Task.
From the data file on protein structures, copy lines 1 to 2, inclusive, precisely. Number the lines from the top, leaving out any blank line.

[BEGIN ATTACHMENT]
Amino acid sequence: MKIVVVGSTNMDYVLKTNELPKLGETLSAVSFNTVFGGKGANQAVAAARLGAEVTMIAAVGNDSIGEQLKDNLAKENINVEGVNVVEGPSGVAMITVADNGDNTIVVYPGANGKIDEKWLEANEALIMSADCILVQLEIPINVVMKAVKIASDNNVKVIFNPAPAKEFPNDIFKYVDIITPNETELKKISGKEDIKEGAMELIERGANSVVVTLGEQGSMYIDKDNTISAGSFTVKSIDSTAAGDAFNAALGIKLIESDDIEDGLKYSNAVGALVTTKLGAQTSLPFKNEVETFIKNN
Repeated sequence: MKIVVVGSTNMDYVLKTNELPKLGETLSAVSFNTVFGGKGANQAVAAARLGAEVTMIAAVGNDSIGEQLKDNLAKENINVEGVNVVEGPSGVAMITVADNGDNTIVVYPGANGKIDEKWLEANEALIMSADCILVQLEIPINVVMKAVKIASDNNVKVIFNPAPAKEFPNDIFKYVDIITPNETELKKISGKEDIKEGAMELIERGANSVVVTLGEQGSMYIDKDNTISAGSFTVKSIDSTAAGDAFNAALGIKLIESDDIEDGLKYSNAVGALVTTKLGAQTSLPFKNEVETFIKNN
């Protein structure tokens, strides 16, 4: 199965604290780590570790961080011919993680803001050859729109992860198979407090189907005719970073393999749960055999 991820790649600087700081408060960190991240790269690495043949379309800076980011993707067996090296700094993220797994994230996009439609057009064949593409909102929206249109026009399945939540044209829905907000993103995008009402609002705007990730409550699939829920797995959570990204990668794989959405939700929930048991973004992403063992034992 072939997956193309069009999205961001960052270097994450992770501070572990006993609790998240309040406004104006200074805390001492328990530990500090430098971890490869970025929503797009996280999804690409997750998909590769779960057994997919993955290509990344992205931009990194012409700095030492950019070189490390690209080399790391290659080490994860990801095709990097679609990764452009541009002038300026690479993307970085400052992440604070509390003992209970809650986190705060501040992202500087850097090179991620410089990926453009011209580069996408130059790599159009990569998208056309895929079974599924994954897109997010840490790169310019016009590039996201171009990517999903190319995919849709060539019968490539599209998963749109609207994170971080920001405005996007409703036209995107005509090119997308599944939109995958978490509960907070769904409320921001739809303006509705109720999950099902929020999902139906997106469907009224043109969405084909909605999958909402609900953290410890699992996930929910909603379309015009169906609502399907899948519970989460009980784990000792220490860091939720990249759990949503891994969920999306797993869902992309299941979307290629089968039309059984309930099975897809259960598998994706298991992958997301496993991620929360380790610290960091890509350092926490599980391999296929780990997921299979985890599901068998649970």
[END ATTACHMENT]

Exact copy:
Amino acid sequence: MKIVVVGSTNMDYVLKTNELPKLGETLSAVSFNTVFGGKGANQAVAAARLGAEVTMIAAVGNDSIGEQLKDNLAKENINVEGVNVVEGPSGVAMITVADNGDNTIVVYPGANGKIDEKWLEANEALIMSADCILVQLEIPINVVMKAVKIASDNNVKVIFNPAPAKEFPNDIFKYVDIITPNETELKKISGKEDIKEGAMELIERGANSVVVTLGEQGSMYIDKDNTISAGSFTVKSIDSTAAGDAFNAALGIKLIESDDIEDGLKYSNAVGALVTTKLGAQTSLPFKNEVETFIKNN
Repeated sequence: MKIVVVGSTNMDYVLKTNELPKLGETLSAVSFNTVFGGKGANQAVAAARLGAEVTMIAAVGNDSIGEQLKDNLAKENINVEGVNVVEGPSGVAMITVADNGDNTIVVYPGANGKIDEKWLEANEALIMSADCILVQLEIPINVVMKAVKIASDNNVKVIFNPAPAKEFPNDIFKYVDIITPNETELKKISGKEDIKEGAMELIERGANSVVVTLGEQGSMYIDKDNTISAGSFTVKSIDSTAAGDAFNAALGIKLIESDDIEDGLKYSNAVGALVTTKLGAQTSLPFKNEVETFIKNN